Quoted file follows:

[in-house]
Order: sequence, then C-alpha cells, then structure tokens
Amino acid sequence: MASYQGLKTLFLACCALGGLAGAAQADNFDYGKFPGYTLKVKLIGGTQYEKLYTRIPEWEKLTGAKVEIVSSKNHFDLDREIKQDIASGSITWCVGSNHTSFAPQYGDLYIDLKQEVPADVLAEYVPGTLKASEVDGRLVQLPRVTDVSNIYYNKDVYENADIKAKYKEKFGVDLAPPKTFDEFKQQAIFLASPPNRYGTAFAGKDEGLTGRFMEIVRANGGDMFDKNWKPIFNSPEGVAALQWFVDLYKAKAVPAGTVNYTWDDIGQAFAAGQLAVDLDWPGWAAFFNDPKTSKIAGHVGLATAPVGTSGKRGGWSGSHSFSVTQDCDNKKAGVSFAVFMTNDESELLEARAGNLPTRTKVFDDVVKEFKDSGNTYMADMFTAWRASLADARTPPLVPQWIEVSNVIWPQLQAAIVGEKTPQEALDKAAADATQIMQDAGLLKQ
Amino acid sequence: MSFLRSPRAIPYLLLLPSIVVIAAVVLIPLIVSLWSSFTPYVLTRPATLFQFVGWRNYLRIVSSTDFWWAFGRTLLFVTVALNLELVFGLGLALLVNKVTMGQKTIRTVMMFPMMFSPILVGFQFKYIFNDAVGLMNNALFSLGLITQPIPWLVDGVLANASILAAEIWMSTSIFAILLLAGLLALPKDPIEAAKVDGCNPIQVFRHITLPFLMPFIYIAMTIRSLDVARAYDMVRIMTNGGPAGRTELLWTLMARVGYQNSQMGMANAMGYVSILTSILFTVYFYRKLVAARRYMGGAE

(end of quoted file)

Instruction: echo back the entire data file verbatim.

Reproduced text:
[in-house]
Order: sequence, then C-alpha cells, then structure tokens
Amino acid sequence: MASYQGLKTLFLACCALGGLAGAAQADNFDYGKFPGYTLKVKLIGGTQYEKLYTRIPEWEKLTGAKVEIVSSKNHFDLDREIKQDIASGSITWCVGSNHTSFAPQYGDLYIDLKQEVPADVLAEYVPGTLKASEVDGRLVQLPRVTDVSNIYYNKDVYENADIKAKYKEKFGVDLAPPKTFDEFKQQAIFLASPPNRYGTAFAGKDEGLTGRFMEIVRANGGDMFDKNWKPIFNSPEGVAALQWFVDLYKAKAVPAGTVNYTWDDIGQAFAAGQLAVDLDWPGWAAFFNDPKTSKIAGHVGLATAPVGTSGKRGGWSGSHSFSVTQDCDNKKAGVSFAVFMTNDESELLEARAGNLPTRTKVFDDVVKEFKDSGNTYMADMFTAWRASLADARTPPLVPQWIEVSNVIWPQLQAAIVGEKTPQEALDKAAADATQIMQDAGLLKQ
Amino acid sequence: MSFLRSPRAIPYLLLLPSIVVIAAVVLIPLIVSLWSSFTPYVLTRPATLFQFVGWRNYLRIVSSTDFWWAFGRTLLFVTVALNLELVFGLGLALLVNKVTMGQKTIRTVMMFPMMFSPILVGFQFKYIFNDAVGLMNNALFSLGLITQPIPWLVDGVLANASILAAEIWMSTSIFAILLLAGLLALPKDPIEAAKVDGCNPIQVFRHITLPFLMPFIYIAMTIRSLDVARAYDMVRIMTNGGPAGRTELLWTLMARVGYQNSQMGMANAMGYVSILTSILFTVYFYRKLVAARRYMGGAE